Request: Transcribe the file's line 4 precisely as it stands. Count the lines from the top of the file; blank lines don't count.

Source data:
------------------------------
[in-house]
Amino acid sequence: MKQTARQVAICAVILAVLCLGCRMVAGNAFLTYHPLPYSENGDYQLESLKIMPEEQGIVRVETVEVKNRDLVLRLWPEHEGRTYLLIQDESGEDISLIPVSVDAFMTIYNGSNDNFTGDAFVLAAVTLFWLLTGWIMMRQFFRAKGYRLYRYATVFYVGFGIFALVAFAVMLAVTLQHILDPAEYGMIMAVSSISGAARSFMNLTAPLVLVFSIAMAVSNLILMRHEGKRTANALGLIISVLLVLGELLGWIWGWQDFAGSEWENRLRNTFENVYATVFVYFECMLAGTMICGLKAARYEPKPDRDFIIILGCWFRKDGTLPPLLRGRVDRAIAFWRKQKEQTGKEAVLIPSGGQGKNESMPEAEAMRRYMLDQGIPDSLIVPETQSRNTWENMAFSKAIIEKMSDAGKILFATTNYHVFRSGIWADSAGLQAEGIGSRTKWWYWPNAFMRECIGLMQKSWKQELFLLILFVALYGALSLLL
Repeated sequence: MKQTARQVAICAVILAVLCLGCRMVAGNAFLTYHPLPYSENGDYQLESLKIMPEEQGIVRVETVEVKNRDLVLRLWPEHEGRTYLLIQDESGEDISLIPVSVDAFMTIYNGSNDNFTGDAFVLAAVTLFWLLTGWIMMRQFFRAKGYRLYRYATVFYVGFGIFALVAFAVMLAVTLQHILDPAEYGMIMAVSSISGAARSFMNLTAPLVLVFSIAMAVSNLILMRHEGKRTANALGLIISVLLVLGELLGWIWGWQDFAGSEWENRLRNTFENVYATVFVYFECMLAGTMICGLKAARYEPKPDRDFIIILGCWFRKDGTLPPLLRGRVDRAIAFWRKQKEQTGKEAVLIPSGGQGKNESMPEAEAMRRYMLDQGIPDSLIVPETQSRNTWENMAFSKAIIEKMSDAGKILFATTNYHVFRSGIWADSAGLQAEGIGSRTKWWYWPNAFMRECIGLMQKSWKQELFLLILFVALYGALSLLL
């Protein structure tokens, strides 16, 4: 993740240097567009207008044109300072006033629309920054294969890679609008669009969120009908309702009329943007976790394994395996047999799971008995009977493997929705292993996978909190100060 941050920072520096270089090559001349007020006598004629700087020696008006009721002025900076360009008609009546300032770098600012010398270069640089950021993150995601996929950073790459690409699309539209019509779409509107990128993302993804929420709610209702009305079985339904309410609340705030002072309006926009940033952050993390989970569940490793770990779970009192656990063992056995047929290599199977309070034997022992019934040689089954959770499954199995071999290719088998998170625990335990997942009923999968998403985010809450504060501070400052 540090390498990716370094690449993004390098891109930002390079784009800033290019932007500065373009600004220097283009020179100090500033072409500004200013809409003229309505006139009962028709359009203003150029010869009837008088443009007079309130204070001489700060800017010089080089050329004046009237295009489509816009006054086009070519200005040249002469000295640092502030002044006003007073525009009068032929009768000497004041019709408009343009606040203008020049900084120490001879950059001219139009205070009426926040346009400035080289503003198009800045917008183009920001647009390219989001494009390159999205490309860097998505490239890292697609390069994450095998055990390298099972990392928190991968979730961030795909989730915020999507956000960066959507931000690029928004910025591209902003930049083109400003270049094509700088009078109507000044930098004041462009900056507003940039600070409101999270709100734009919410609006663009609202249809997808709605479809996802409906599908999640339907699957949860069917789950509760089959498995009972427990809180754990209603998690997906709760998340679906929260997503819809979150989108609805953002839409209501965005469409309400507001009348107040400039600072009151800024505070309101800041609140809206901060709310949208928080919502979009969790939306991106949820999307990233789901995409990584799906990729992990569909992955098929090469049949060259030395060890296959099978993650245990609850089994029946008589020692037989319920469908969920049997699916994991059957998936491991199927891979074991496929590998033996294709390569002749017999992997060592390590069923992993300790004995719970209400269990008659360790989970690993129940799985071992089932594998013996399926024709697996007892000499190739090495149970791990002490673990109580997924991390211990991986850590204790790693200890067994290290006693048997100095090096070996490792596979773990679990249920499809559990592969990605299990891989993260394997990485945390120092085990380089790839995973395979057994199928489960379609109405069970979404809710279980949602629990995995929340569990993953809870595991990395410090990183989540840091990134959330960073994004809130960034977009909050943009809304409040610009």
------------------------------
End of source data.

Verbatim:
């Protein structure tokens, strides 16, 4: 993740240097567009207008044109300072006033629309920054294969890679609008669009969120009908309702009329943007976790394994395996047999799971008995009977493997929705292993996978909190100060 941050920072520096270089090559001349007020006598004629700087020696008006009721002025900076360009008609009546300032770098600012010398270069640089950021993150995601996929950073790459690409699309539209019509779409509107990128993302993804929420709610209702009305079985339904309410609340705030002072309006926009940033952050993390989970569940490793770990779970009192656990063992056995047929290599199977309070034997022992019934040689089954959770499954199995071999290719088998998170625990335990997942009923999968998403985010809450504060501070400052 540090390498990716370094690449993004390098891109930002390079784009800033290019932007500065373009600004220097283009020179100090500033072409500004200013809409003229309505006139009962028709359009203003150029010869009837008088443009007079309130204070001489700060800017010089080089050329004046009237295009489509816009006054086009070519200005040249002469000295640092502030002044006003007073525009009068032929009768000497004041019709408009343009606040203008020049900084120490001879950059001219139009205070009426926040346009400035080289503003198009800045917008183009920001647009390219989001494009390159999205490309860097998505490239890292697609390069994450095998055990390298099972990392928190991968979730961030795909989730915020999507956000960066959507931000690029928004910025591209902003930049083109400003270049094509700088009078109507000044930098004041462009900056507003940039600070409101999270709100734009919410609006663009609202249809997808709605479809996802409906599908999640339907699957949860069917789950509760089959498995009972427990809180754990209603998690997906709760998340679906929260997503819809979150989108609805953002839409209501965005469409309400507001009348107040400039600072009151800024505070309101800041609140809206901060709310949208928080919502979009969790939306991106949820999307990233789901995409990584799906990729992990569909992955098929090469049949060259030395060890296959099978993650245990609850089994029946008589020692037989319920469908969920049997699916994991059957998936491991199927891979074991496929590998033996294709390569002749017999992997060592390590069923992993300790004995719970209400269990008659360790989970690993129940799985071992089932594998013996399926024709697996007892000499190739090495149970791990002490673990109580997924991390211990991986850590204790790693200890067994290290006693048997100095090096070996490792596979773990679990249920499809559990592969990605299990891989993260394997990485945390120092085990380089790839995973395979057994199928489960379609109405069970979404809710279980949602629990995995929340569990993953809870595991990395410090990183989540840091990134959330960073994004809130960034977009909050943009809304409040610009």